Cops in town have insisted they are on board with putting rules of the road in place and respecting privacy. “We have legitimate concerns,” Sergeant Johnmichael O’Hare told VICE, referring to himself and other officers. “We don’t want our rights to be violated either.”
In fact, in Mayor Bronin’s view, the city has already been more open about its use of the technology than many other municipalities—and, he suggested, a strong surveillance regime could mean avoiding police tactics like dragnets that have proven harmful in the past for poor and marginalized communities in the city.
“Our discussions have been open and honest ones, and in almost all cases the community has urged us to explore these technologies,” he told me.
In a proposal reviewed by VICE for the near $200,000 purchase of a Aero Surveillance 30-470 drone, local cops listed the technological capabilities of the machines and explained the considerable power of the mounted camera in play. In an accompanying email to Councilwoman Bermudez’s aide Jason Ortiz, Hartford Police Captain James Thody noted that the company’s track record suggested drones would “have a reasonably long lifespan before becoming obsolete.”
One thing the drones would not have, Thody assured Ortiz, was facial recognition technology.
That’s an important clarification to civil liberties advocates in part because facial recognition is the bread and butter of another company helping with the department’s video analysis: BriefCam. An Israeli-American cyber shop, BriefCam provides video search technology that is being used by the department in the Capital City Command Center (previously named the Real Time Crime and Data Intelligence Center, or RTCC), an information aggregation base where analysts direct police officers with the advantage of mass data.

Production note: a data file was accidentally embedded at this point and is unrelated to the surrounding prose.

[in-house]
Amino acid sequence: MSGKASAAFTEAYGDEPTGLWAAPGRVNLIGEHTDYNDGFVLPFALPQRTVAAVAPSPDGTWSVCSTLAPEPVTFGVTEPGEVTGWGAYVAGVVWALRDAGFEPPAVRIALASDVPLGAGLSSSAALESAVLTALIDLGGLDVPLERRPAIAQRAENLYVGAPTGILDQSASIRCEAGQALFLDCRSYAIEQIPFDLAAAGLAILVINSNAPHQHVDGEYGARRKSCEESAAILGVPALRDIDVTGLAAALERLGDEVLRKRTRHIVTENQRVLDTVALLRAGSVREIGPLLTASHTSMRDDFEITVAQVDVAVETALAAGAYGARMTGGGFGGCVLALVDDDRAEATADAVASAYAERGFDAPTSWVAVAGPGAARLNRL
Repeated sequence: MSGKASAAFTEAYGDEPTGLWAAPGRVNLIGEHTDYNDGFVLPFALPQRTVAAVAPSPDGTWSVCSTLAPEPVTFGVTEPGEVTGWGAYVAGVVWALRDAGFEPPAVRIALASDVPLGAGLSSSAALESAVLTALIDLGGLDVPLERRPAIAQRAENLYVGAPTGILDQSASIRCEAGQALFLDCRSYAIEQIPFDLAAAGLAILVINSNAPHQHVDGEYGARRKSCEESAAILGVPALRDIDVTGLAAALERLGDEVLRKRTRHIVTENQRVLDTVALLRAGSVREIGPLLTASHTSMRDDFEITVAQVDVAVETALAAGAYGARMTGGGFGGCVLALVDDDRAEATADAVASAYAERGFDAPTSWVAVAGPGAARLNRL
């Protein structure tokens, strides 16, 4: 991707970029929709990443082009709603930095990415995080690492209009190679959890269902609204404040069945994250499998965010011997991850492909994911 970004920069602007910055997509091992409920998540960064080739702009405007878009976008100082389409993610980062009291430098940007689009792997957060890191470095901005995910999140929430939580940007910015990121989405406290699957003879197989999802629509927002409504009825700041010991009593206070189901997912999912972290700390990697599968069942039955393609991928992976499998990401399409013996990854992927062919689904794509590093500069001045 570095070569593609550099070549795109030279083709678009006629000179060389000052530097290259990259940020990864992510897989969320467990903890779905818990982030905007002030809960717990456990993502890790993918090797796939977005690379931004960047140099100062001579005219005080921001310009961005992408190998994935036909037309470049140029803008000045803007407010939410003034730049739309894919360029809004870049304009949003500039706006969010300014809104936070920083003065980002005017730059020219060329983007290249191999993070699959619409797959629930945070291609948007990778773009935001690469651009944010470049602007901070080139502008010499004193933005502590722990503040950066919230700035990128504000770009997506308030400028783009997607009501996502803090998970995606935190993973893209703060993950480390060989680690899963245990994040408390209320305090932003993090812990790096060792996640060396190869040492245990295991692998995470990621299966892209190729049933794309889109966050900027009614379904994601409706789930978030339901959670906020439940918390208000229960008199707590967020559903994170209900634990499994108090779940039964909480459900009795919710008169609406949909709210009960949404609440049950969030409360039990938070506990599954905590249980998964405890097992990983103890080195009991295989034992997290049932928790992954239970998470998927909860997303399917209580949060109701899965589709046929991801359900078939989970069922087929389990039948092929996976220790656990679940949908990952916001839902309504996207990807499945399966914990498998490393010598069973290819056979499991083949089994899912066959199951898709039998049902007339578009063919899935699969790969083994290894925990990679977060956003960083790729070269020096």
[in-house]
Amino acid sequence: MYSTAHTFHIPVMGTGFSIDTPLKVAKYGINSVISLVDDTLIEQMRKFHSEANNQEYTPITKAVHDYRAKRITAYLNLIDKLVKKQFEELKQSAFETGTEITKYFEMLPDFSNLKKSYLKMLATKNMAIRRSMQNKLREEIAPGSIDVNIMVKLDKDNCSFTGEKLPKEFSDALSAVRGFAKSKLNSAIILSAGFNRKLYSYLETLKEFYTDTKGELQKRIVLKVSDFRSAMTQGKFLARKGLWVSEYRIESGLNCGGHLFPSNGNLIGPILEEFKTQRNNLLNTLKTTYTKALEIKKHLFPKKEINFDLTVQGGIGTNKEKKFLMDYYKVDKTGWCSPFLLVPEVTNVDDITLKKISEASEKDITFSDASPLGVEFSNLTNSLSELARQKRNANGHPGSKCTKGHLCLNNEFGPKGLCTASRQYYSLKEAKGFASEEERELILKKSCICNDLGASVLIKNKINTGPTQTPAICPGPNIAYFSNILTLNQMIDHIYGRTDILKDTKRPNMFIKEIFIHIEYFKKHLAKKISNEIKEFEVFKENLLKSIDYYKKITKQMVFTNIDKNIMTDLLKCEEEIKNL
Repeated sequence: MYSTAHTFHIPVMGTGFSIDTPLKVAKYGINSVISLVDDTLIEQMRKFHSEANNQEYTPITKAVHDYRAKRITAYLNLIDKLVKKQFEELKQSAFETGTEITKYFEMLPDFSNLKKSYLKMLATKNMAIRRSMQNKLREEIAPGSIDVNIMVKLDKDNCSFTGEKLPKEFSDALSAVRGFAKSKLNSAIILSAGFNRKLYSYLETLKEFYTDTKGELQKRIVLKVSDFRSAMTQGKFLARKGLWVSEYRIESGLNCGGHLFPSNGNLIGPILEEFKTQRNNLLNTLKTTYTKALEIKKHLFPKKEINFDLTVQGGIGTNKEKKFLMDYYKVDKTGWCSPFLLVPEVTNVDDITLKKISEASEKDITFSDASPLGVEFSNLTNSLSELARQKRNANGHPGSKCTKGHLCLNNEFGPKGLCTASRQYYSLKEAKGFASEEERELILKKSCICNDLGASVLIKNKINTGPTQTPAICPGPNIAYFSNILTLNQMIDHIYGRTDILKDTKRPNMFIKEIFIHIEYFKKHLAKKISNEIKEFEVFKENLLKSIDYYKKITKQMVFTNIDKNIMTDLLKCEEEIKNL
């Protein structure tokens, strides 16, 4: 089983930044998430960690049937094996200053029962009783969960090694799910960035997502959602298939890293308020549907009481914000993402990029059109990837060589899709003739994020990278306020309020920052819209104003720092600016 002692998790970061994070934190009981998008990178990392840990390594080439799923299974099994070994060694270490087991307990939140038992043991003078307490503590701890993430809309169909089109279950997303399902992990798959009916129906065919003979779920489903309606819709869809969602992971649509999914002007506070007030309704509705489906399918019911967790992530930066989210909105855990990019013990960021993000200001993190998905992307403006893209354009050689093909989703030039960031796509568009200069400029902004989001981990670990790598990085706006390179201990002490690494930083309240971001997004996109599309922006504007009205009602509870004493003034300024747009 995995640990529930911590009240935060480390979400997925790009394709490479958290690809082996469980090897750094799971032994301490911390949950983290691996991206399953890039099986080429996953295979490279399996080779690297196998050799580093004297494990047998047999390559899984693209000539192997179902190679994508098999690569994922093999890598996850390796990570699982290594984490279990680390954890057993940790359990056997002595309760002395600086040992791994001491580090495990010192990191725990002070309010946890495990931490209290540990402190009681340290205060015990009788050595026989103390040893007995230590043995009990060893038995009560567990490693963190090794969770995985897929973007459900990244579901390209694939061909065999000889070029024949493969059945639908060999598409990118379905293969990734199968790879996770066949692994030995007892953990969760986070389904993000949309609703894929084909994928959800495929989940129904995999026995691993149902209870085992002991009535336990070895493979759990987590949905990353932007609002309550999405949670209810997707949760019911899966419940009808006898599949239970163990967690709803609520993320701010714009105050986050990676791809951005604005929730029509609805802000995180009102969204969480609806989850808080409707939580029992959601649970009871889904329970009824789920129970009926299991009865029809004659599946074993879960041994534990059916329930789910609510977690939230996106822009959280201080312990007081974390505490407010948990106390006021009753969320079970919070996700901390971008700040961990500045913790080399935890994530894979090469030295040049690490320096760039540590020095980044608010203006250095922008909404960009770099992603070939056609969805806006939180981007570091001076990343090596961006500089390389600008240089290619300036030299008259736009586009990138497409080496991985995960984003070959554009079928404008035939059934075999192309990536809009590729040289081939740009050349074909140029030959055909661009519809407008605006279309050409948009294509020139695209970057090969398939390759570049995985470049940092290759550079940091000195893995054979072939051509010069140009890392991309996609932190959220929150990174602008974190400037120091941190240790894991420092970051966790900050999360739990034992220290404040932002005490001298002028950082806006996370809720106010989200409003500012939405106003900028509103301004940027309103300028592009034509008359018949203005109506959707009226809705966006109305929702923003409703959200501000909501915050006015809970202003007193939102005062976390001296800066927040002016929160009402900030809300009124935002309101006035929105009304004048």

BriefCam uses its video analysis software to compress hours of video into digestible minutes long “events.” In a city like Hartford, with at least 700 cameras accessible to police, that’s a helpful automation of a process that can take days, according to BriefCam’s Vice President of Sales in the Americas Amit Gavish.
The software, Gavish added, does have facial recognition capabilities. But O’Hare disputed that the company’s facial recognition technology is something Hartford “has.” Rather, he said, facial recognition is part of a version of the technology that isn’t, as yet, supported by his department’s capabilities. He did not rule facial recognition out in the future, but insisted it would not store information and would only be used to match subjects spotted by city cameras—and not by outside entities. (How, exactly, such parameters might be enforced in the future was unclear.)
Part of the concern for skeptics of the city’s surveillance-happy approach is that it already has a lot of the key private-sector players in the mix, even if it’s not taking full advantage of their services. For instance, Vulcan Security, a security technology company in nearby South Windsor, helped the department arrange for Milestone Systems video management software to record and aggregate multiple video streams. The software is open platform, according to Tyler Cullen, the director of IT at Vulcan, allowing for other tools like BriefCam’s analytical program to be run alongside it.